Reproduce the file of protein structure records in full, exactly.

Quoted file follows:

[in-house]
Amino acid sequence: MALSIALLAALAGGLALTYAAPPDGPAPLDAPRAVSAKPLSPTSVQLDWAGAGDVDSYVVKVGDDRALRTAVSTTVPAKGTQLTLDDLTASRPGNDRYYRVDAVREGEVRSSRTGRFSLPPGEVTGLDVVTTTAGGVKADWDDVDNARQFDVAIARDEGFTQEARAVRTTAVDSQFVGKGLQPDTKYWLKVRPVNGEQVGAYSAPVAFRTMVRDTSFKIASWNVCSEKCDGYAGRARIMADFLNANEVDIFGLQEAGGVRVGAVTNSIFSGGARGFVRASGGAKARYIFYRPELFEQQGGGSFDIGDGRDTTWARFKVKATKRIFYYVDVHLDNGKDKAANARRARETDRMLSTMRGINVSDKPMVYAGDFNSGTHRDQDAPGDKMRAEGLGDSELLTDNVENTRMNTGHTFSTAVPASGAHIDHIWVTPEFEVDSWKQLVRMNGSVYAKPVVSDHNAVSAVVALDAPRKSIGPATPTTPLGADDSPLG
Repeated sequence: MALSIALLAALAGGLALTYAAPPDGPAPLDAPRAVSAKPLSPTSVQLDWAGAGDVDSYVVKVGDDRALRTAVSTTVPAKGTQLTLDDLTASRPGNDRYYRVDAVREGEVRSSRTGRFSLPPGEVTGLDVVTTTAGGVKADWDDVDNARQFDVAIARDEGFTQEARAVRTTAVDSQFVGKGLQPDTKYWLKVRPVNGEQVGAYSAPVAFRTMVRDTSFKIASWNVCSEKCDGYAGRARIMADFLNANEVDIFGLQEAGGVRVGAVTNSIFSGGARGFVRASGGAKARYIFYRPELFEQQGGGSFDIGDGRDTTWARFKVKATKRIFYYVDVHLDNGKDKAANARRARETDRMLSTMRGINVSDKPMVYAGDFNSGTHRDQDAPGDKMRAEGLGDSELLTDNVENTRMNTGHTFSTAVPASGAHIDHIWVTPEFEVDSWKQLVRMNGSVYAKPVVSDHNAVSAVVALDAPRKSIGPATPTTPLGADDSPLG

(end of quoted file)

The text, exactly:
[in-house]
Amino acid sequence: MALSIALLAALAGGLALTYAAPPDGPAPLDAPRAVSAKPLSPTSVQLDWAGAGDVDSYVVKVGDDRALRTAVSTTVPAKGTQLTLDDLTASRPGNDRYYRVDAVREGEVRSSRTGRFSLPPGEVTGLDVVTTTAGGVKADWDDVDNARQFDVAIARDEGFTQEARAVRTTAVDSQFVGKGLQPDTKYWLKVRPVNGEQVGAYSAPVAFRTMVRDTSFKIASWNVCSEKCDGYAGRARIMADFLNANEVDIFGLQEAGGVRVGAVTNSIFSGGARGFVRASGGAKARYIFYRPELFEQQGGGSFDIGDGRDTTWARFKVKATKRIFYYVDVHLDNGKDKAANARRARETDRMLSTMRGINVSDKPMVYAGDFNSGTHRDQDAPGDKMRAEGLGDSELLTDNVENTRMNTGHTFSTAVPASGAHIDHIWVTPEFEVDSWKQLVRMNGSVYAKPVVSDHNAVSAVVALDAPRKSIGPATPTTPLGADDSPLG
Repeated sequence: MALSIALLAALAGGLALTYAAPPDGPAPLDAPRAVSAKPLSPTSVQLDWAGAGDVDSYVVKVGDDRALRTAVSTTVPAKGTQLTLDDLTASRPGNDRYYRVDAVREGEVRSSRTGRFSLPPGEVTGLDVVTTTAGGVKADWDDVDNARQFDVAIARDEGFTQEARAVRTTAVDSQFVGKGLQPDTKYWLKVRPVNGEQVGAYSAPVAFRTMVRDTSFKIASWNVCSEKCDGYAGRARIMADFLNANEVDIFGLQEAGGVRVGAVTNSIFSGGARGFVRASGGAKARYIFYRPELFEQQGGGSFDIGDGRDTTWARFKVKATKRIFYYVDVHLDNGKDKAANARRARETDRMLSTMRGINVSDKPMVYAGDFNSGTHRDQDAPGDKMRAEGLGDSELLTDNVENTRMNTGHTFSTAVPASGAHIDHIWVTPEFEVDSWKQLVRMNGSVYAKPVVSDHNAVSAVVALDAPRKSIGPATPTTPLGADDSPLG